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Topic: Superwash wools -- necessary?  (Read 540 times)
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« on: March 16, 2008 09:25:36 PM »

I'm trying to sort out a lot of info, and I'm confused. My dye class instructor urged us to use superwash yarns because they take the yarn better. I didn't and could see the difference. But since it seems most yarns are not superwash, is this what most people do? I mean, how do they dye all those nonsuperwash wool yarns?

Can you make something superwash yourself?
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« Reply #1 on: March 17, 2008 08:49:23 AM »

Superwash is a chemical process in which the wool is treated romoving "scales" which allow wool to felt. Most sock yarn is superwash, but many yarn are not. Superwash wool will take dye faster and darker but this is not always better. If you are trying fur subtle colors or slight gradations superwash is not reccomended. If you are dying regular wool just give is a soak in some water/vinegar solution so it takes the dye better. Another advantage of superwash is that it will not felt during the dye process.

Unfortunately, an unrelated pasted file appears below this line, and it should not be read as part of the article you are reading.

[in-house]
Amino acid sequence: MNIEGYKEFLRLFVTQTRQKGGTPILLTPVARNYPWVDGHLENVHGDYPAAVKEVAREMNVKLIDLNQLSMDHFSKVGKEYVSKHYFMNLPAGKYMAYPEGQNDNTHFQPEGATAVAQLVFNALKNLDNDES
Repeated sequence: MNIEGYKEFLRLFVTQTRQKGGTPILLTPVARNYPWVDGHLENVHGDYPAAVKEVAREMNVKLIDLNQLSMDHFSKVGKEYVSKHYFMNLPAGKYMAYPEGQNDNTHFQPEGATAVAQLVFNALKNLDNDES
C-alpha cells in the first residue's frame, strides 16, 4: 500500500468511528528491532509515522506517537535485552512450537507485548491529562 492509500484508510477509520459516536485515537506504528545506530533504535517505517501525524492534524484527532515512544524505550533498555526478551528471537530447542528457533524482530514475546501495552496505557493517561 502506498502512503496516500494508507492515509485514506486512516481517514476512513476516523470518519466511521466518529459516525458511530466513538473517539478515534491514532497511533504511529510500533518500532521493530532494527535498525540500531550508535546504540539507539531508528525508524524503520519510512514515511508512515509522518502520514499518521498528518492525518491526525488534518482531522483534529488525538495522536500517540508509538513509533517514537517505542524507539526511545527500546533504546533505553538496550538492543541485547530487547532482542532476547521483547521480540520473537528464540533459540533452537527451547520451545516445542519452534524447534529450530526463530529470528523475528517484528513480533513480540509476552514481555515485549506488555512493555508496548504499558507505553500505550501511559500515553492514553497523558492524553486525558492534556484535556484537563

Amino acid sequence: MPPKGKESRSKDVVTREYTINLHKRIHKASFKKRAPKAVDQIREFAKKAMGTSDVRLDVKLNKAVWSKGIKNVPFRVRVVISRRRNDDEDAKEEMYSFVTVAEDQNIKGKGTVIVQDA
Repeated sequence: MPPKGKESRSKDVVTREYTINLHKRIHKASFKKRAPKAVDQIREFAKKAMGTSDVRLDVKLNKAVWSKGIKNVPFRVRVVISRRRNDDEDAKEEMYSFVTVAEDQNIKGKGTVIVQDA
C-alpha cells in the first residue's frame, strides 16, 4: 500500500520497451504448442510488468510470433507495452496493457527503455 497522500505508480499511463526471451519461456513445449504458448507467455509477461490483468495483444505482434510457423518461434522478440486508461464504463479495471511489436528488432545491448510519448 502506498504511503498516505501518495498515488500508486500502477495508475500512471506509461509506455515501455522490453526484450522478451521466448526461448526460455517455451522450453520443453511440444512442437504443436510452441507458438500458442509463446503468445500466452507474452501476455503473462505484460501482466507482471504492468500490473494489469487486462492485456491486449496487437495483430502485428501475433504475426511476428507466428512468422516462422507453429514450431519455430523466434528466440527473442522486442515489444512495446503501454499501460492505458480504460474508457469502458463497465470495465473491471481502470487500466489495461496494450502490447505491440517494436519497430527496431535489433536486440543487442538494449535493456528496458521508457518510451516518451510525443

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« Reply #2 on: March 17, 2008 10:03:54 AM »

Thanks for your reply. I will try the vinegar soak next time instead of plain water.
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« Reply #3 on: March 17, 2008 10:22:22 AM »

Just make sure it's like 5 parts water to one part vinegar.
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« Reply #4 on: March 26, 2008 10:08:17 AM »

The vinegar acts as a mordant.

You can use other things for mordant also to change the final color of the dye.

I believe the original meaning of mordant is 'to bite'.

 
« Last Edit: March 26, 2008 10:09:07 AM by mullerslanefarm » THIS ROCKS   Logged

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